datasheetsWe’ve all heard the phrase that timing is everything. Nowadays, the buses that connect, for example, processors to main memory require very precise timing, in the order of tenths of nanoseconds. Manufacturers provide all this information in their datasheets, but it needs to be combined with the appropriate Input/output Buffer Information Specification (IBIS) models and PCB (printed circuit board) construction characteristics, such as trace impedances, their length, number of loads and their distribution, etc.

Thus, all manufacturers test their devices to make sure they meet the specifications set out in the above-mentioned datasheets. These tests are performed under the same operating conditions specified in said documents, such as voltage ranges, test impedances, reference voltage, temperature ranges, etc. The tests in question are performed by mounting the device under test (DUT) on a tester, where, connected to a test card, the reference impedance specified in the datasheet is presented to each output pin. In addition, the tester can provide the DUT with the signal combination it needs to operate with the specified slew rate, the clock signals of the required frequency, and simultaneously measure (with extreme accuracy) the timing at the device pins.

However, when you consider that in a real circuit the trace load and topology will usually be different to the test ones, it begs the question as to whether we can really obtain any useful information from datasheets. The answer is yes, with the help of simulation tools, such as HyperLynx, using the IBIS models provided by the manufacturer. And that is precisely the intention of this blog post, though, for brevity’s sake, we will only present a simple example.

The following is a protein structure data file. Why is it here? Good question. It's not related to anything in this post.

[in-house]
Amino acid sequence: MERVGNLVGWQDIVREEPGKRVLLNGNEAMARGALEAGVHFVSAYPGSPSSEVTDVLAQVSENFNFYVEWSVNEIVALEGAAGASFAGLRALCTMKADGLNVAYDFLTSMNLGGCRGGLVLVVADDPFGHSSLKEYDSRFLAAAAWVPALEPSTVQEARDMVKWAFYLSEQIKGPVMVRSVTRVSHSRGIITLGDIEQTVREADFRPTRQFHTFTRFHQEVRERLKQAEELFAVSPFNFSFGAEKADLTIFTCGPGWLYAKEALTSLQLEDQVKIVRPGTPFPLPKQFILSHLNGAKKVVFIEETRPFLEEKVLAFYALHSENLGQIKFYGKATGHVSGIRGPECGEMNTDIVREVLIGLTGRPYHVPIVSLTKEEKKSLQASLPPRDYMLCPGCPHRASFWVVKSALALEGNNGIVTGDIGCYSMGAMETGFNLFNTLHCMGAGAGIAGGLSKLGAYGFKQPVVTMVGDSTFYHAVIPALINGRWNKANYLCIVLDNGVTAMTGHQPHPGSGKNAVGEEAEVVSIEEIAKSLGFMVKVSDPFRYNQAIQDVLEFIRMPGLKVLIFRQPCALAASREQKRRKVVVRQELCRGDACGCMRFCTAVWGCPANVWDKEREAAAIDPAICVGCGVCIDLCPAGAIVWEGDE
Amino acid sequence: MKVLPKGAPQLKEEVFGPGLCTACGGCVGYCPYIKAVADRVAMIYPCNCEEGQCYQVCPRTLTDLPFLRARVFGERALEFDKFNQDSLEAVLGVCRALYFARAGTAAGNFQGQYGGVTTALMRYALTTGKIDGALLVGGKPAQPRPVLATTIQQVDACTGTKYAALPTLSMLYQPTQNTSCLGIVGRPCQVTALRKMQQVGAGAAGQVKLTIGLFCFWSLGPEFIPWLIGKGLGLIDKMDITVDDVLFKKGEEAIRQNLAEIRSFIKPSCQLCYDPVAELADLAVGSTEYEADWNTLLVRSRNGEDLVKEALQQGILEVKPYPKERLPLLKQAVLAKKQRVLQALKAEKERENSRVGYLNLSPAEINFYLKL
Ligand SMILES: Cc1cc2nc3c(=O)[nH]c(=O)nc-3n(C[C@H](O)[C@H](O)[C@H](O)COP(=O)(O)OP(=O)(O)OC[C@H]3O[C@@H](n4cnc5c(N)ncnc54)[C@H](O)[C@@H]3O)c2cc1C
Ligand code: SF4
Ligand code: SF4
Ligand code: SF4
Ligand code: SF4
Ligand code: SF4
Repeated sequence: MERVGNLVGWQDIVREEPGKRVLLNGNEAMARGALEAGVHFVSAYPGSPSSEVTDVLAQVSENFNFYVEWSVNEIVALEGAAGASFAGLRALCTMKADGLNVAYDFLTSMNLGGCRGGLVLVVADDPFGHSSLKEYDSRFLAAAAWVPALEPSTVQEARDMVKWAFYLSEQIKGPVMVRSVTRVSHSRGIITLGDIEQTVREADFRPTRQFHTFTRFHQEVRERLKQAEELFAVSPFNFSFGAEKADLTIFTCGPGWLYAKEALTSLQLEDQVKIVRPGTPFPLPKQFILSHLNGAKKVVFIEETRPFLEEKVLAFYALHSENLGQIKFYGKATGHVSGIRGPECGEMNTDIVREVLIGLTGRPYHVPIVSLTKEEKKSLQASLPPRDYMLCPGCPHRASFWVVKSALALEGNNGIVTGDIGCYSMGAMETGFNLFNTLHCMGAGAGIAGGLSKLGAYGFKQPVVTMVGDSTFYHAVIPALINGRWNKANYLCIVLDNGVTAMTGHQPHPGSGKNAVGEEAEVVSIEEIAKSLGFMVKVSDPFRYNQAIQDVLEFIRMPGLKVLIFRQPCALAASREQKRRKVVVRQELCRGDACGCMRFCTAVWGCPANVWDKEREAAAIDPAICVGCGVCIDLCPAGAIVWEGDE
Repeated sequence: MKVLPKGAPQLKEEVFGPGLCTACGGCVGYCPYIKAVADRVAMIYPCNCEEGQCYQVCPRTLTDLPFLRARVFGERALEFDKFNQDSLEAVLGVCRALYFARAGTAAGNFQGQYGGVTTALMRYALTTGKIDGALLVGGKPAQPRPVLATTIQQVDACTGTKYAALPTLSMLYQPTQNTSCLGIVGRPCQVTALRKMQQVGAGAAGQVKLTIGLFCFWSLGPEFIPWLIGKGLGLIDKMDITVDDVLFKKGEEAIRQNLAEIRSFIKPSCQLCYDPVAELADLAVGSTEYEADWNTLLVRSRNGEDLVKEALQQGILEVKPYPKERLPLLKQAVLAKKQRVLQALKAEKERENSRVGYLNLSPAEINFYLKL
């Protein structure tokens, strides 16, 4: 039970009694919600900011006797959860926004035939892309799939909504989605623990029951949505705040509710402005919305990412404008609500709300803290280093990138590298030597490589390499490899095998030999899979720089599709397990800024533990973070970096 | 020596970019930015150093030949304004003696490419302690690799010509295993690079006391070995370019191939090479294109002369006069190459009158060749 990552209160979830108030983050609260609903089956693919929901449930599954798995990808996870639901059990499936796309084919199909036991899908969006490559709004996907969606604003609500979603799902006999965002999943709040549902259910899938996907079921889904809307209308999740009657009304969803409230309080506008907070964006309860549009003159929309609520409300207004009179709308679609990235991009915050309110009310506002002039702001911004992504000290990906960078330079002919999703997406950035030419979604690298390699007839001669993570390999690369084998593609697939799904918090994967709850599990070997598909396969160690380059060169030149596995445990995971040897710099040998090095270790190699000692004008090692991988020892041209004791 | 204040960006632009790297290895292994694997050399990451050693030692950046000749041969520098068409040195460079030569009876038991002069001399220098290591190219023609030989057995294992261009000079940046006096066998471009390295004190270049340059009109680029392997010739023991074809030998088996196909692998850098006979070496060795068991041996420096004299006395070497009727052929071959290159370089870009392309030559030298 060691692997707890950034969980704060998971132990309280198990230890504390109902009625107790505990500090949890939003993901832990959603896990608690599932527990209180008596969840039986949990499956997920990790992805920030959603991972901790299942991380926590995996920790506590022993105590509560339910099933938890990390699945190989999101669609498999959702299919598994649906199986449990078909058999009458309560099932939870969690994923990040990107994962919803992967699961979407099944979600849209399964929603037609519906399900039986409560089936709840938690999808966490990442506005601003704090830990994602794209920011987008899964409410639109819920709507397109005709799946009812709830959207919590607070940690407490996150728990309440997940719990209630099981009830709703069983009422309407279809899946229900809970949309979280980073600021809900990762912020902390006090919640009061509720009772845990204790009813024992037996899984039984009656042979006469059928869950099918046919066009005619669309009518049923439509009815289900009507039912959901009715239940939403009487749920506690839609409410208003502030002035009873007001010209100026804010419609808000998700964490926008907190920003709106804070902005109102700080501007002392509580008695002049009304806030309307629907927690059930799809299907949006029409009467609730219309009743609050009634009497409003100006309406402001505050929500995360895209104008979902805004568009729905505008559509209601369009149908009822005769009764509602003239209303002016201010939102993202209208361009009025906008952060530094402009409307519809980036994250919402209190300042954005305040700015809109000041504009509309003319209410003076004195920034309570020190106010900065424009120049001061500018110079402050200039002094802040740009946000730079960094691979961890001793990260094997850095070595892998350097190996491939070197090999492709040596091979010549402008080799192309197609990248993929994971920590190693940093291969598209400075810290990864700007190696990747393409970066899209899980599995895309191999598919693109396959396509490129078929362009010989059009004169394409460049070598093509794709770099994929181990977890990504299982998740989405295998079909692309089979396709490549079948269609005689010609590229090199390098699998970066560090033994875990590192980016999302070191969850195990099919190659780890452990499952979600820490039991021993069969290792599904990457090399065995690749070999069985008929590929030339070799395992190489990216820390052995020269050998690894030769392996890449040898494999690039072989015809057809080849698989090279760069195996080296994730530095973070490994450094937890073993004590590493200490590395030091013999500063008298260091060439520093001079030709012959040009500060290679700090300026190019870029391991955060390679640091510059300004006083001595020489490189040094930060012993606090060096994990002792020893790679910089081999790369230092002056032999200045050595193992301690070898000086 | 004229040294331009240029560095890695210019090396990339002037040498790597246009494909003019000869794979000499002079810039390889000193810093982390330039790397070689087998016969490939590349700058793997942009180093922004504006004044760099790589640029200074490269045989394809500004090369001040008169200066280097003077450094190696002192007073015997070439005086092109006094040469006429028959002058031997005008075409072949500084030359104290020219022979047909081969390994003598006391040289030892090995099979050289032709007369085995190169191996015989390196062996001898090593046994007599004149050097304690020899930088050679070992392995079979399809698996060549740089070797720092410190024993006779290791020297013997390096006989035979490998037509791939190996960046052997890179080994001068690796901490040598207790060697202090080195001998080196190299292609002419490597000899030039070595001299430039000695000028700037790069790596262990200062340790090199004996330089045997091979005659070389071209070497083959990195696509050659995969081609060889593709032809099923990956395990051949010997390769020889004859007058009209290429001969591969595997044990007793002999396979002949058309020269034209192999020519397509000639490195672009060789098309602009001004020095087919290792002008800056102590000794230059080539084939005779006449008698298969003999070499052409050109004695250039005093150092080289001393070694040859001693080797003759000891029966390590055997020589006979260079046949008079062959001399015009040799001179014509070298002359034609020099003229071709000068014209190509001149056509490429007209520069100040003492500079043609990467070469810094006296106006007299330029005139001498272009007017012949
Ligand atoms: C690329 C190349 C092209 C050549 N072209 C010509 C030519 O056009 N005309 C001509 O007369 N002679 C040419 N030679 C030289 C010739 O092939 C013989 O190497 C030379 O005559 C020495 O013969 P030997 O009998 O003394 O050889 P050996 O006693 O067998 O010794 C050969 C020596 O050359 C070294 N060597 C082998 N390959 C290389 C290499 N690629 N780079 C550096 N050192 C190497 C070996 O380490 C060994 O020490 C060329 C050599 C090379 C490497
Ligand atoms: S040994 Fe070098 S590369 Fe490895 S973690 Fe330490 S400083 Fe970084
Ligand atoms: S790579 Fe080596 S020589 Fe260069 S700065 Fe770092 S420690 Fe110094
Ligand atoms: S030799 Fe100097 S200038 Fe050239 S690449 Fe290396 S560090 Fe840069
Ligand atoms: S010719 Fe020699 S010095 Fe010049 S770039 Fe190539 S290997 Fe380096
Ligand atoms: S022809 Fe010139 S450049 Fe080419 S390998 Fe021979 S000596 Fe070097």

To illustrate, imagine the hypothetical case that we want to calculate – without needing to manufacture prototypes – the maximum operating frequency of the memory interface if the data bus has the same topology for all the bits as in the upper circuit in Fig. 2 – where a PowerQUICC II (U3) mounts 64 MB of main memory, in the form of two -7E 256 Mbit (U1 and U2) SDRAM[1]  chips, for example.

The condition that would have to be met [2]  would be:

tCK  ≥  tAC + tp + t(sp13)       (1)

Where:

tCK  →  Clock period whose value we want to obtain.

tAC →  Time taken to access the data from the moment the rising clock edge crosses the Vref reference level at point C in Fig. 1, until the data reaches point A in the same figure.

tp  →    Data propagation time from point A to point B.

t(sp13) →  Minimum time data must be stable at point B before the next clock edge so they are correctly sampled by the CPU (setup time).

 

The above inequality presents two problems, namely:

• Usually, the access time (tAC) cannot be obtained from the datasheet, since the load seen by U1.2 at point A in Fig. 2 differs from the 50 pF reference load seen by U4.2, which corresponds to the test assembly which the manufacturer uses to obtain tAC(CL) [3].

• A value can be obtained from the simulator that is “similar” but not exactly the same as (tAC + tp). This is because using tAC means taking the Vref crossing at point C in Fig. 1 as the time origin, while the time origin in the simulator is an unknown instant to which the driver output excitation is applied.